Bishop Wantland selected as first Chief Justice
of Seminole Nation Supreme Court

swearing-in of justicesOn Monday, Aug. 8, the Rt. Rev. William Wantland, assisting bishop of our diocese, was sworn in as head of a panel of Supreme Court Justices for the Seminole Nation. The court is being reinstated for the first time since Oklahoma attained statehood. The Hons. Joe Taylor and Kelly Stoner were sworn in as Justices, with Bishop Wantland as Chief Justice. Also at the ceremony the Hon. Greg Bigler took his oath as District Judge.

The Seminole Nation was established as an independent Indian Nation on Aug. 7, 1856, after the government-mandated migration known as the Trail of Tears, and the formal merger that made Seminoles a part of the Creek Nation. At the time, the Seminoles had their own Constitution, written in Seminole.

In preparation for Oklahoma Statehood in 1907, Congress greatly reduced the authority of what were known as the Five Civilized Tribes. All Tribal Courts were abolished, and the right to elect the Principal Chief was also abolished; following that date the Chief was to be appointed by the Federal government.

A native Oklahoman, Bishop Wantland is a citizen of the Seminole Nation and a member of the Tusekia Harjo Band of the Nation. He graduated from Seminole High School in 1952 and earned his undergraduate degree from the University of Hawaii. In 1964 he graduated from the school of law at Oklahoma City University. That same year the Seminoles began working on a new Constitution. He was appointed to the Constitutional Committee the following year; a referendum vote on the Constitution was taken in 1969.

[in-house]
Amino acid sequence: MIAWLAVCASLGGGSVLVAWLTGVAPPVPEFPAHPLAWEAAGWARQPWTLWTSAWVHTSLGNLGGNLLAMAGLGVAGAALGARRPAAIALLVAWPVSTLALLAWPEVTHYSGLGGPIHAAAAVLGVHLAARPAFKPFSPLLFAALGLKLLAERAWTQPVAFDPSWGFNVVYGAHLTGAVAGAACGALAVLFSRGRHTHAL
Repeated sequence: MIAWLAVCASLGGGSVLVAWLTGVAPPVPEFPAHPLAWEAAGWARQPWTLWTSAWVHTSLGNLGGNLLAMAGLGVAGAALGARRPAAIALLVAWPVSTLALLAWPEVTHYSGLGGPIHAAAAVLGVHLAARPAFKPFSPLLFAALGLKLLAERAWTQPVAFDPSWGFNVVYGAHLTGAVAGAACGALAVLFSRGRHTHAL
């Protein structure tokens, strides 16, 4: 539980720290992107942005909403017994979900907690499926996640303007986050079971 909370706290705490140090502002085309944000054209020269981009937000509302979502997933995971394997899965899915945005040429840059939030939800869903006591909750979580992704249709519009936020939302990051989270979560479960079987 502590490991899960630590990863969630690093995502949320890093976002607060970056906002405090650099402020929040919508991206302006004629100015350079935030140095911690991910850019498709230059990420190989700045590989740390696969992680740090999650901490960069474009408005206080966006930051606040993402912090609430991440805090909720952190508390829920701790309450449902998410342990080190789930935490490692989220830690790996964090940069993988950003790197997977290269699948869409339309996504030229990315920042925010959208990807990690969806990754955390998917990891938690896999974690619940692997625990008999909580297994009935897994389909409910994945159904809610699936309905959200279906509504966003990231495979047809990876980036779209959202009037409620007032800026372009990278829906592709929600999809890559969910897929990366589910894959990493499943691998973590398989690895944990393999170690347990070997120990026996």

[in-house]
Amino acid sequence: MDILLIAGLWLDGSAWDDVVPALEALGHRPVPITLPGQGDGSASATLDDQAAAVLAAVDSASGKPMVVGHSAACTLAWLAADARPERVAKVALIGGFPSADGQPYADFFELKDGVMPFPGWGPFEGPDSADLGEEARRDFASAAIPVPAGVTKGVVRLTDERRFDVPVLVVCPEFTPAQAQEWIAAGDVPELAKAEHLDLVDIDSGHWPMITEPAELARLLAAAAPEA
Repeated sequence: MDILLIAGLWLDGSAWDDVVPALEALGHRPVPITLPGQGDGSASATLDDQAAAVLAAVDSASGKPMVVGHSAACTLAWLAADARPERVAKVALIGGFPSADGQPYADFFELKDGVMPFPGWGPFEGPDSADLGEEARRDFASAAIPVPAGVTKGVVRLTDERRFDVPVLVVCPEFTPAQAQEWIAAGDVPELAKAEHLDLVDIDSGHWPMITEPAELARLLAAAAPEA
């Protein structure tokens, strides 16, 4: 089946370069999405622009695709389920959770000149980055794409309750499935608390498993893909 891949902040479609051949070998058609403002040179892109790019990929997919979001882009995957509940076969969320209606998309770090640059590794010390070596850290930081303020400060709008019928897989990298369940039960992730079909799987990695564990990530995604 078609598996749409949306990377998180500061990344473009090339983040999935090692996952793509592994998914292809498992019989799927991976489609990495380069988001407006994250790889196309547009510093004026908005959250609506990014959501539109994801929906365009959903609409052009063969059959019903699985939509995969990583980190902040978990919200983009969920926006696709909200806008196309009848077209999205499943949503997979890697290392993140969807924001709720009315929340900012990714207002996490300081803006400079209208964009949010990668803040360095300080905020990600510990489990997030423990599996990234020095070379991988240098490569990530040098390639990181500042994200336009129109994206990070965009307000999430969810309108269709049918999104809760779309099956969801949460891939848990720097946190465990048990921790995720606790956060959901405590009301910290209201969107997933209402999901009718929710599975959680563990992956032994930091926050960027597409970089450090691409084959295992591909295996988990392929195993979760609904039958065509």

“It was overwhelmingly adopted,” he recalls, “restoring the right to elect our Chief. However, there was no provision for a court system, because the Bureau of Indian Affairs said we could not have courts.” Nevertheless, the government provided for an Attorney General, and Bishop Wantland filled this position for eight years, until 1977.

Bishop WantlandAt the same time, he was called to the Episcopal priesthood and was ordained in 1970. He earned a Doctorate in Religion in 1976. He served at churches in Seminole and Holdenville before becoming rector of St. John's in Oklahoma City. In 1980 he was elected Bishop of the Diocese of Eau Claire (Wisconsin) and served 19 years. Among his appointments and distinctions within the Church, he lectured in canon law at Nashotah House Seminary and was Vice President of the Episcopal Chancellors’ Network from 1987 to 1996. Following his retirement from Eau Claire, he served a year as Bishop of the missionary diocese of Navajoland.

In 1993 Congress passed legislation supporting tribal courts. At first, says Bishop Wantland, “the Seminole Nation utilized the Code of Federal Regulations Court of Indian Offenses, a Federal Court authorized to handle limited kinds of cases, but no internal of tribal constitutional matters. I have served as the Magistrate of this CFR Court for the past five years.

“In 2008, the Seminole Nation adopted an amendment to the Constitution providing for a tribal court system, with a District Court and a Supreme Court. We finally got Federal approval of our Amendment in 2010. We had been working on law codes and a structure for a court system for the past four years.”

The court system has gained federal approval and funding from the tribal General Council.

“In June, the Principal Chief appointed, and the General Council approved, a District Judge and three Supreme Court Justices. I was named by the other Justices as the first Chief Justice of the Supreme Court of the Seminole Nation for a term of two years. The court system will formally take over all judicial operations on Oct. 1, 2011.”